Animal Manure Management

Agricultural Production Animal Manure Management

Animal Manure Management

Recycling local manure nutrients before purchasing fertilizer is key to protecting the environment. Manure can be an economic “Win”, due to its fertility value, and a soil quality “Win”, due to its organic matter.  But it can also be a community risk, due to odors and pathogens. Our live educational programs, online courses, and resources provide science-based information on economically viable, environmentally sound manure handling systems that also comply with all regulations.

The connection between soil organic matter and soil water

Soil Aggregate
One benefit of increasing soil organic matter is to store more water in your soil. Why does this happen? Because soil organic matter creates pores in a range of sizes. Exactly how much more water is stored due to soil organic matter will depend on soil texture, though. Animal manures are one option for increasing soil organic matter and soil health.

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Proposed Changes to Nebraska Recommendations for Manure Nitrogen Credit

 This article introduces University of Nebraska-Lincoln (UNL) proposed changes in recommendations for crediting manure nitrogen in a crop’s fertility program.
Managing manure for economic and environmental benefit is based, in part, upon our ability to efficiently recycle manure nitrogen (N) between animals and crops. This article introduces University of Nebraska-Lincoln (UNL) proposed changes in recommendations for crediting manure nitrogen in a crop’s fertility program.

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Soil sampling for better fertilization decisions

soil sample in sampler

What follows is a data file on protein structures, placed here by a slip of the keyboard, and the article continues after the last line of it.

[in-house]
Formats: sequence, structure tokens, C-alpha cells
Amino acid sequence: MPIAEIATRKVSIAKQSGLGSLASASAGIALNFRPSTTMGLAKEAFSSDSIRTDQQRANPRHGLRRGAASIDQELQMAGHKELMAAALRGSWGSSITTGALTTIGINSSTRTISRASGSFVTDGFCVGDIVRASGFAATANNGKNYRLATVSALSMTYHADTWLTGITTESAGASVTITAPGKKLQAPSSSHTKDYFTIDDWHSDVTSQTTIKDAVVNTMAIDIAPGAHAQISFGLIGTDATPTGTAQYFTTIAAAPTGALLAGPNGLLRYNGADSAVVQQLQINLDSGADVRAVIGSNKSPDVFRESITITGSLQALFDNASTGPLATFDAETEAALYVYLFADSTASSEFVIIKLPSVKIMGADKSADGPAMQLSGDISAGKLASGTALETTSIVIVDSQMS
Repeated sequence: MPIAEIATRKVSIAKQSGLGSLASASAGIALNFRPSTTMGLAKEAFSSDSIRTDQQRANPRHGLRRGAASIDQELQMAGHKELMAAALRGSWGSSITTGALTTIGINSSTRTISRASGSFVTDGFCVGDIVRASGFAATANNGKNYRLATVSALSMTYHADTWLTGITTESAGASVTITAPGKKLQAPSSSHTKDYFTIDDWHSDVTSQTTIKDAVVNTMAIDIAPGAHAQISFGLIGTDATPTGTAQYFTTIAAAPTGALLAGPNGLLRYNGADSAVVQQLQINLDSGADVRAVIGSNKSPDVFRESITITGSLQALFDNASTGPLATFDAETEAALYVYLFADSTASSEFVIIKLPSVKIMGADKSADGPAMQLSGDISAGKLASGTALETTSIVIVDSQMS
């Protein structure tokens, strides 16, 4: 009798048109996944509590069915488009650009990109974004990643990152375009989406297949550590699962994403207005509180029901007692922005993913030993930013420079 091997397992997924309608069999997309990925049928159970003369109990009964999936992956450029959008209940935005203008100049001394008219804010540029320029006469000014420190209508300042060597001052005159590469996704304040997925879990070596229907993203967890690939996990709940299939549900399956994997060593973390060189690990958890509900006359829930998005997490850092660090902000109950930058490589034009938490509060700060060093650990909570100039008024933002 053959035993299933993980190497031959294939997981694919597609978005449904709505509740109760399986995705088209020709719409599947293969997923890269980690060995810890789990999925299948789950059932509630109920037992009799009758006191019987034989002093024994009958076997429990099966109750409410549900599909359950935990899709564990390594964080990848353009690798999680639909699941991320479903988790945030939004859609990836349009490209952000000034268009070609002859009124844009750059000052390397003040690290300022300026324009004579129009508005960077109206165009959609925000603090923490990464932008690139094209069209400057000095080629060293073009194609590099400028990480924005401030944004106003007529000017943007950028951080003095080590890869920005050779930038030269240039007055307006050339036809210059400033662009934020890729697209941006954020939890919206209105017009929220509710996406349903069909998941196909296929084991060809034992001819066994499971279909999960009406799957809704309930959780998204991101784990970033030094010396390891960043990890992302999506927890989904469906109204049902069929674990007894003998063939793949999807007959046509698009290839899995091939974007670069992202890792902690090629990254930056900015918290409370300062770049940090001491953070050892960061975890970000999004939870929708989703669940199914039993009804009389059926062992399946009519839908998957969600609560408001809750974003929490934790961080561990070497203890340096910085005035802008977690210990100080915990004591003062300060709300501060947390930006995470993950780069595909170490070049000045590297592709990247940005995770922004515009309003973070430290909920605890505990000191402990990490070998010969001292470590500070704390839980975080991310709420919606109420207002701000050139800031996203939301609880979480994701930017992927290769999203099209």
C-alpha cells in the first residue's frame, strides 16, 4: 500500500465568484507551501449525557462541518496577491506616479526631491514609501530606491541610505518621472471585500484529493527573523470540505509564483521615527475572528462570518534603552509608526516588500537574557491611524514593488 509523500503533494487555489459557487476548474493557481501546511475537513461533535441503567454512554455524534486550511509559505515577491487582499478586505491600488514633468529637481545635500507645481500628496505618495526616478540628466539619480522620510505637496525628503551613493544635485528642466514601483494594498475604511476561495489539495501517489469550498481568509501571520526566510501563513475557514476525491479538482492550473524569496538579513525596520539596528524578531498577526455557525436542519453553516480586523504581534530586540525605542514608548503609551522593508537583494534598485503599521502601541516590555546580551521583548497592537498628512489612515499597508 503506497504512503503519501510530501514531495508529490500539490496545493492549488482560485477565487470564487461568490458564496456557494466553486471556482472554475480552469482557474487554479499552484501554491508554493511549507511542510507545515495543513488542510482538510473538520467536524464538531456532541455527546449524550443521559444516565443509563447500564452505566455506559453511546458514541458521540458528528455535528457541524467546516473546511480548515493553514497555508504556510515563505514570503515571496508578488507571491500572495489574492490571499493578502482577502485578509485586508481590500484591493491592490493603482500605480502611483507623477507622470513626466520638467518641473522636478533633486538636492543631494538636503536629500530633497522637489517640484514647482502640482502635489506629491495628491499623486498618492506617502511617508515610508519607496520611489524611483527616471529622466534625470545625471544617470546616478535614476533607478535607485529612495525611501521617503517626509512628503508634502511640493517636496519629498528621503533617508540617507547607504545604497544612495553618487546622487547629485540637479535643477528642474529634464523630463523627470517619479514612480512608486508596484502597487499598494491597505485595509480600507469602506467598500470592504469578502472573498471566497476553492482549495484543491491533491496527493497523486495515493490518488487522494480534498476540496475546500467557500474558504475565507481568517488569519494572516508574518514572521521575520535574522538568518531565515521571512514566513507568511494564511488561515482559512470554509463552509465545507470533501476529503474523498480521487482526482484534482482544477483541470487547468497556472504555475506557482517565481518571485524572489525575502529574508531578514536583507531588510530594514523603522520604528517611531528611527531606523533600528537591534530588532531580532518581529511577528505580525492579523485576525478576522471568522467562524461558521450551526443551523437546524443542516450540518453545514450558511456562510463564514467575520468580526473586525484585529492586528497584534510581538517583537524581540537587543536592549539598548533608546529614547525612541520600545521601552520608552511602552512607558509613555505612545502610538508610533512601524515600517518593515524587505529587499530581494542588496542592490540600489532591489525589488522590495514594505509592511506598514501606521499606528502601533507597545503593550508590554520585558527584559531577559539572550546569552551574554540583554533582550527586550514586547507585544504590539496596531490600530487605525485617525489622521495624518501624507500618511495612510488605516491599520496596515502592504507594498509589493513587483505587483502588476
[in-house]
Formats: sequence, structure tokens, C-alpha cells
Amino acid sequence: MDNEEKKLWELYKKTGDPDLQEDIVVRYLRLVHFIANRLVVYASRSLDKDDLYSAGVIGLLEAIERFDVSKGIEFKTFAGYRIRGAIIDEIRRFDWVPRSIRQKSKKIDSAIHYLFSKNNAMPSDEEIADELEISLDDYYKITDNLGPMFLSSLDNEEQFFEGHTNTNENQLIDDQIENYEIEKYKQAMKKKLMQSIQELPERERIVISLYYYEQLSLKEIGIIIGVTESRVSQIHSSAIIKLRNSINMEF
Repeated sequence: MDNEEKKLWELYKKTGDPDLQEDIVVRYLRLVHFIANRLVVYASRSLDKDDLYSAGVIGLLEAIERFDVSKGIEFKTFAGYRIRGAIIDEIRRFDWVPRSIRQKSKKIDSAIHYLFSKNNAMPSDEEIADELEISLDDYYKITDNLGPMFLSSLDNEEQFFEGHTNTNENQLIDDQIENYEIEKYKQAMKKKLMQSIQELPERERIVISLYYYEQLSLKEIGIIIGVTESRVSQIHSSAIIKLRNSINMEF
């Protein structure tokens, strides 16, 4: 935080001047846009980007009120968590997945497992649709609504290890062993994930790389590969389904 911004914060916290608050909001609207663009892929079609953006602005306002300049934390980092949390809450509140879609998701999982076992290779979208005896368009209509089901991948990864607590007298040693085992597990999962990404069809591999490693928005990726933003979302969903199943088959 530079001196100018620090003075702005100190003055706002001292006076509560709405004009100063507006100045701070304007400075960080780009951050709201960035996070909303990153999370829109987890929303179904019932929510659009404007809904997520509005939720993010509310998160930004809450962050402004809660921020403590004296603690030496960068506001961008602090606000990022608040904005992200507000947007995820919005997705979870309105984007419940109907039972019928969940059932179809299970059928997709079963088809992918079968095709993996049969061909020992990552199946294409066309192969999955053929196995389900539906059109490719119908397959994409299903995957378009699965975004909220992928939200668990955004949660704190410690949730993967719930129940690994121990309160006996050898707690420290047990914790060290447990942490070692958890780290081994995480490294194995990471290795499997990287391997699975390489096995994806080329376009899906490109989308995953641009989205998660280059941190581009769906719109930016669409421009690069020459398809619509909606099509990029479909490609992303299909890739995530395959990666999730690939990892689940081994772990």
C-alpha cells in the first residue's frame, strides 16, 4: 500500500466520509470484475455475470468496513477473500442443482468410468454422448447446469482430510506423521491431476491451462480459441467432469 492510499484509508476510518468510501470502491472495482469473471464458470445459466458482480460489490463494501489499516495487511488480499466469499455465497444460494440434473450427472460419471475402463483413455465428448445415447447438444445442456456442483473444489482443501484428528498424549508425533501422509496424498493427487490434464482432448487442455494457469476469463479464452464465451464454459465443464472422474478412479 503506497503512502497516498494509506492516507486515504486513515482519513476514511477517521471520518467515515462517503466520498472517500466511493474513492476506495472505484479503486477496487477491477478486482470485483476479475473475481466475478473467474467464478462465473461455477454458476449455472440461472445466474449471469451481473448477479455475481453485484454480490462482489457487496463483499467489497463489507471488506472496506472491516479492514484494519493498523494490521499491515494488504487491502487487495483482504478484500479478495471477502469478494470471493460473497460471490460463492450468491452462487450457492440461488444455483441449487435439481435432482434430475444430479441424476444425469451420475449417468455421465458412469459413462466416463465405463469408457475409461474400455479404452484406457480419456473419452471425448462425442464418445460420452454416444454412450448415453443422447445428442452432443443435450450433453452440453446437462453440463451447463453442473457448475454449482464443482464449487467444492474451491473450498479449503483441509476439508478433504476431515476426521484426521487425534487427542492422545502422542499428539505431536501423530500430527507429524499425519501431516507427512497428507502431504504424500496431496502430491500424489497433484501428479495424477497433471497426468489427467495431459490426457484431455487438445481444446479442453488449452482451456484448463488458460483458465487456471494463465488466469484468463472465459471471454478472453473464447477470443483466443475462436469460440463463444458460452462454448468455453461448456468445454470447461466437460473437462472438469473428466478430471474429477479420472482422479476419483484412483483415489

Soil sampling and testing are essential to determine soil properties and fertility levels to make good management decisions about fertilizer, manure, and lime application rates. Appropriate nutrient and amendment applications can increase crop yield, reduced input cost, and minimize environmental impact. Soil testing becomes inexpensive when compared to the total investment in crops and fertilizers.

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Manure Nitrogen Use for Increased Profit and Environmental Protection

For many years, the University has used a recommended equivalence of 47% available over the course of 3 years for feedlot manure, 37% for compost, and 52% available for poultry manure with litter. Recent research shows that these numbers may be a little low, but they are intentionally conservative so as not to limit yield due to nitrogen deficiency.

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Manure Management: Economics, Agronomics, Environment

preview of NDA article
The Nebraska Department of Agriculture has released a new feature article on the manure industry in Nebraska. In the article, which is part one of a two-part series, the author highlights the fact that manure is nature's recycling program.

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